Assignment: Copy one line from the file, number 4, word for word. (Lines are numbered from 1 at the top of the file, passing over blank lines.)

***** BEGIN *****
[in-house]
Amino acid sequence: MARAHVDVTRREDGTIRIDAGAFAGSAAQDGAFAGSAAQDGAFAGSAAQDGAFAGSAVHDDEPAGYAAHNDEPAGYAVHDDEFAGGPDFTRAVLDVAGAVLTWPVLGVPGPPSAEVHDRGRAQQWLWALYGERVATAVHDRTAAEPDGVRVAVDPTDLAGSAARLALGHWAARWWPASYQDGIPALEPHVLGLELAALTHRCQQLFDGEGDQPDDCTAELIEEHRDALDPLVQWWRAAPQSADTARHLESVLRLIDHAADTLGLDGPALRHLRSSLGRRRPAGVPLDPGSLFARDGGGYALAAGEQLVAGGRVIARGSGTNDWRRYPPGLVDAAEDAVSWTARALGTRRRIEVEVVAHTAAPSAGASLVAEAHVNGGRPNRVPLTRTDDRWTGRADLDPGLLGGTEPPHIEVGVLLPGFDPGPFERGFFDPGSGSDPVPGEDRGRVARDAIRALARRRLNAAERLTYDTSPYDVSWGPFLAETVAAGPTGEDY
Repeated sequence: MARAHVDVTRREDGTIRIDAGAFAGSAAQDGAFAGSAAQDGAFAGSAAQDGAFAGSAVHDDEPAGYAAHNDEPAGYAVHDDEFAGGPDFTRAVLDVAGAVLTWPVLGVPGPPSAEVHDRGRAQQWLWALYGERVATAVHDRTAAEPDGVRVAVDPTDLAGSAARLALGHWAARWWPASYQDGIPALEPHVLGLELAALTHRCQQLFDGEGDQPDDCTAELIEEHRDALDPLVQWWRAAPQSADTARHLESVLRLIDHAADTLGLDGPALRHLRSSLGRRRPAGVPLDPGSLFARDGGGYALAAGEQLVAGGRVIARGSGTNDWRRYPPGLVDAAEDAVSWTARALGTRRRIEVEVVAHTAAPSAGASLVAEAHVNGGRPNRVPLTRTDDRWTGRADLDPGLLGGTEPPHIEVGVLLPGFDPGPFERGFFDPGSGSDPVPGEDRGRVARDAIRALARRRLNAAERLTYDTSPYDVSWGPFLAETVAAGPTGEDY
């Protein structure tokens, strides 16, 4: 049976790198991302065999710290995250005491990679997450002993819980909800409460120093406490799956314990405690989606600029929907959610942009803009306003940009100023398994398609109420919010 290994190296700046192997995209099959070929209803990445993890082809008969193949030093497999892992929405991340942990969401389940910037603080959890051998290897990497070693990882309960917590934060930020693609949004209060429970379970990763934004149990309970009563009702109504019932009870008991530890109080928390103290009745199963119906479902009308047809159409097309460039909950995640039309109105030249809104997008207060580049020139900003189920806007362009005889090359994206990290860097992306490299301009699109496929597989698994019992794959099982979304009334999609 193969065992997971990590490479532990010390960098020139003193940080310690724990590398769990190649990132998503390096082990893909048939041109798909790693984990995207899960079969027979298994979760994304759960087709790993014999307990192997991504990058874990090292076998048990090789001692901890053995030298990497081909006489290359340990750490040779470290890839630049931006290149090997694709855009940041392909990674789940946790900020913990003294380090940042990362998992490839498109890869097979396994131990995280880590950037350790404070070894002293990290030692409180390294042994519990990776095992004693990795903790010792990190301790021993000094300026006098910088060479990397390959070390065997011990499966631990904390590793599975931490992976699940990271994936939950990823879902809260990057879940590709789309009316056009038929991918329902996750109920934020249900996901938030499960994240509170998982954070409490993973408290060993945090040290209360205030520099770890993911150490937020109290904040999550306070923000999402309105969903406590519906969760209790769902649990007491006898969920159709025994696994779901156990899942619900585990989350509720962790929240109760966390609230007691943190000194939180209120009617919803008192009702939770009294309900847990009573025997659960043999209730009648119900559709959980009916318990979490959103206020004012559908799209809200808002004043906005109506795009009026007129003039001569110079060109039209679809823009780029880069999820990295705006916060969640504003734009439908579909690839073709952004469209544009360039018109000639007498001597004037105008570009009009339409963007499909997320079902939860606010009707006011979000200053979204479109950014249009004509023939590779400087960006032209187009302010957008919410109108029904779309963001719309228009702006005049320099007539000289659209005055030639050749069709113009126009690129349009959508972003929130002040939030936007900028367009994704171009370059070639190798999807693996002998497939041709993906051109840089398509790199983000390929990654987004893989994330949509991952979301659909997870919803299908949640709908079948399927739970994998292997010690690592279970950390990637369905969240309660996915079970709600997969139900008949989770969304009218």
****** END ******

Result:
């Protein structure tokens, strides 16, 4: 049976790198991302065999710290995250005491990679997450002993819980909800409460120093406490799956314990405690989606600029929907959610942009803009306003940009100023398994398609109420919010 290994190296700046192997995209099959070929209803990445993890082809008969193949030093497999892992929405991340942990969401389940910037603080959890051998290897990497070693990882309960917590934060930020693609949004209060429970379970990763934004149990309970009563009702109504019932009870008991530890109080928390103290009745199963119906479902009308047809159409097309460039909950995640039309109105030249809104997008207060580049020139900003189920806007362009005889090359994206990290860097992306490299301009699109496929597989698994019992794959099982979304009334999609 193969065992997971990590490479532990010390960098020139003193940080310690724990590398769990190649990132998503390096082990893909048939041109798909790693984990995207899960079969027979298994979760994304759960087709790993014999307990192997991504990058874990090292076998048990090789001692901890053995030298990497081909006489290359340990750490040779470290890839630049931006290149090997694709855009940041392909990674789940946790900020913990003294380090940042990362998992490839498109890869097979396994131990995280880590950037350790404070070894002293990290030692409180390294042994519990990776095992004693990795903790010792990190301790021993000094300026006098910088060479990397390959070390065997011990499966631990904390590793599975931490992976699940990271994936939950990823879902809260990057879940590709789309009316056009038929991918329902996750109920934020249900996901938030499960994240509170998982954070409490993973408290060993945090040290209360205030520099770890993911150490937020109290904040999550306070923000999402309105969903406590519906969760209790769902649990007491006898969920159709025994696994779901156990899942619900585990989350509720962790929240109760966390609230007691943190000194939180209120009617919803008192009702939770009294309900847990009573025997659960043999209730009648119900559709959980009916318990979490959103206020004012559908799209809200808002004043906005109506795009009026007129003039001569110079060109039209679809823009780029880069999820990295705006916060969640504003734009439908579909690839073709952004469209544009360039018109000639007498001597004037105008570009009009339409963007499909997320079902939860606010009707006011979000200053979204479109950014249009004509023939590779400087960006032209187009302010957008919410109108029904779309963001719309228009702006005049320099007539000289659209005055030639050749069709113009126009690129349009959508972003929130002040939030936007900028367009994704171009370059070639190798999807693996002998497939041709993906051109840089398509790199983000390929990654987004893989994330949509991952979301659909997870919803299908949640709908079948399927739970994998292997010690690592279970950390990637369905969240309660996915079970709600997969139900008949989770969304009218």